Family vs. Morality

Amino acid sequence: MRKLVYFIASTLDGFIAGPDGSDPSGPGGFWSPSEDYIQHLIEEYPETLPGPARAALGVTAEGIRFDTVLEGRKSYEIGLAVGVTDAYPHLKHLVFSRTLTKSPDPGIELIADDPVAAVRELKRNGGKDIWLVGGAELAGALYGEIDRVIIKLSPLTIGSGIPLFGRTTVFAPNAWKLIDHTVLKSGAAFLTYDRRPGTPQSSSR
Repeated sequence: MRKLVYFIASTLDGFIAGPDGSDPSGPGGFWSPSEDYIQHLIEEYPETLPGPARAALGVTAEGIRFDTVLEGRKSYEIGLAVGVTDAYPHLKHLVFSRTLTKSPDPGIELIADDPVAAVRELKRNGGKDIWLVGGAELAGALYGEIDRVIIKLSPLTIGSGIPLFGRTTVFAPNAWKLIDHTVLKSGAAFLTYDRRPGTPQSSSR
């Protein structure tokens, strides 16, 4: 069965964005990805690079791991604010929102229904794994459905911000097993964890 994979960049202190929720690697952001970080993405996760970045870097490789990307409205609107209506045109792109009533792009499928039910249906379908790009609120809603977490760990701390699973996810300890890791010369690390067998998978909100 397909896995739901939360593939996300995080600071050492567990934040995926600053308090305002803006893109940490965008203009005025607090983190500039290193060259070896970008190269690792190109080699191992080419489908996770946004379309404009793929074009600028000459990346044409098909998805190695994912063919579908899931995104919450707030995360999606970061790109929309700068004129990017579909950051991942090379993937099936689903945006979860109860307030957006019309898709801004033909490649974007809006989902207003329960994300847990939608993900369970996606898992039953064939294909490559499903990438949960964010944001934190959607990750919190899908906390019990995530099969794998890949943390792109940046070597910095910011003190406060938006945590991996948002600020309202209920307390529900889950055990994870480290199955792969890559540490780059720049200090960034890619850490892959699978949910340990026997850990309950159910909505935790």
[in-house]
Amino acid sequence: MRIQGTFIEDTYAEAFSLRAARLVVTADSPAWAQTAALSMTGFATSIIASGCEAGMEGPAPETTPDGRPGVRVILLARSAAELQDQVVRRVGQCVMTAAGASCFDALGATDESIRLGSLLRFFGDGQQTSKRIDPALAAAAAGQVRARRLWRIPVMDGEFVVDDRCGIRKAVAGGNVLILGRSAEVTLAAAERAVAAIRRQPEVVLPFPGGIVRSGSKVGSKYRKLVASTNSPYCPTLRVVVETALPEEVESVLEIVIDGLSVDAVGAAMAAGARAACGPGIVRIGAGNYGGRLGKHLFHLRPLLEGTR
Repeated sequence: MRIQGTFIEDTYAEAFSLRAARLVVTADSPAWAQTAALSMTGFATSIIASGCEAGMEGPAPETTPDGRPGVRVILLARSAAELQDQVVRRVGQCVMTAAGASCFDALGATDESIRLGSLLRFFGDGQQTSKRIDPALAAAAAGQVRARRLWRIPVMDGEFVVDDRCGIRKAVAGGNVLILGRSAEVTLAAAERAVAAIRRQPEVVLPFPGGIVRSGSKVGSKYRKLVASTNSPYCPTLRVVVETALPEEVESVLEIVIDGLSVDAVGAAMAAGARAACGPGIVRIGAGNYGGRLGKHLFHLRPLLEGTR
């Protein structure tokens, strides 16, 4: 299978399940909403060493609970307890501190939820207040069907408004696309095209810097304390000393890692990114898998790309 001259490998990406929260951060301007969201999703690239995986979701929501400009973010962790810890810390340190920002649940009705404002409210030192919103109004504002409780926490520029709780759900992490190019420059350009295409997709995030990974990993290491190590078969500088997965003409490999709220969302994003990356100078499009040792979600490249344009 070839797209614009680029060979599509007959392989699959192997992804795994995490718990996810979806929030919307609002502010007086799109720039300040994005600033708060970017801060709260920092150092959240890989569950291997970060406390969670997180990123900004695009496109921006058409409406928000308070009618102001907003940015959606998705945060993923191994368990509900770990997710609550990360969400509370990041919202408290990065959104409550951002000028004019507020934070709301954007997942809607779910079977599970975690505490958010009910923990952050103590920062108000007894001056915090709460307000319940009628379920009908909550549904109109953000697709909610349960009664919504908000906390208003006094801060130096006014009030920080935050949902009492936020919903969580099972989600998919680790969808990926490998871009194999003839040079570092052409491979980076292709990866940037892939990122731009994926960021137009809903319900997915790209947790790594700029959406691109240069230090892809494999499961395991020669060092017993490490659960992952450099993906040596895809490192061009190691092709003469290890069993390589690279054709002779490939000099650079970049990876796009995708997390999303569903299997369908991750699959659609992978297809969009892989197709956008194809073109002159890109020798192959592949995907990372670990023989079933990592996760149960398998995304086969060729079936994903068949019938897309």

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Young Sarty Snopes, the main character in William Faulkner's "Barn Burning," exemplifies qualities that show he is both like and unlike his mother and father. Sarty's adolescent mind often recognizes that what his father is doing and mother is forced to witness is wrong, but another side of him realizes that family is important and that it would be both dangerous and difficult to turn his back on his own flesh and blood. He is a direct product of his parents and like them in many ways, but certain actions, thoughts, and ideas set him apart from his parents, making him somewhat of a rebel. Sarty loves, respects, and takes after his father and this is evident in the story. He is considerate of his father's wishes and he knows what boundaries not to cross. Because Sarty's father is infamous for burning his past employers' barns, showing respect for Ab and keeping his mouth shut is difficult for him. Yet, he manages to keep silent and tries to live up to what his entire family expects of him, which includes following, listening, and obeying them, with no questions asked. In one instance, Sarty is inside a courtroom watching a trial, his father the accused, dealing with the barn burning of a neighbor, Mr. Harris. Although Sarty knows his father burnt down the barn, he feels that anyone who goes against his family is wrong and he sits in the courtroom subconsciously repeating the words, "Enemy, Enemy", towards the Justice of the Peace, inside his perplexed head, full of many contrasting emotions and opinions (483). He knows that his father is not only wrong, but also a liar and yet he is still unable to turn his back on him. While leaving the courtroom, Sarty demonstrates his unconditional love for his father. He lashes out at another boy, both bigger and older than himself when the young man hisses, "Barn burner" as the family is walking by (484). Sarty knows this is the truth, but the uniqueness of his character forces him to fight the young man while, "feeling...
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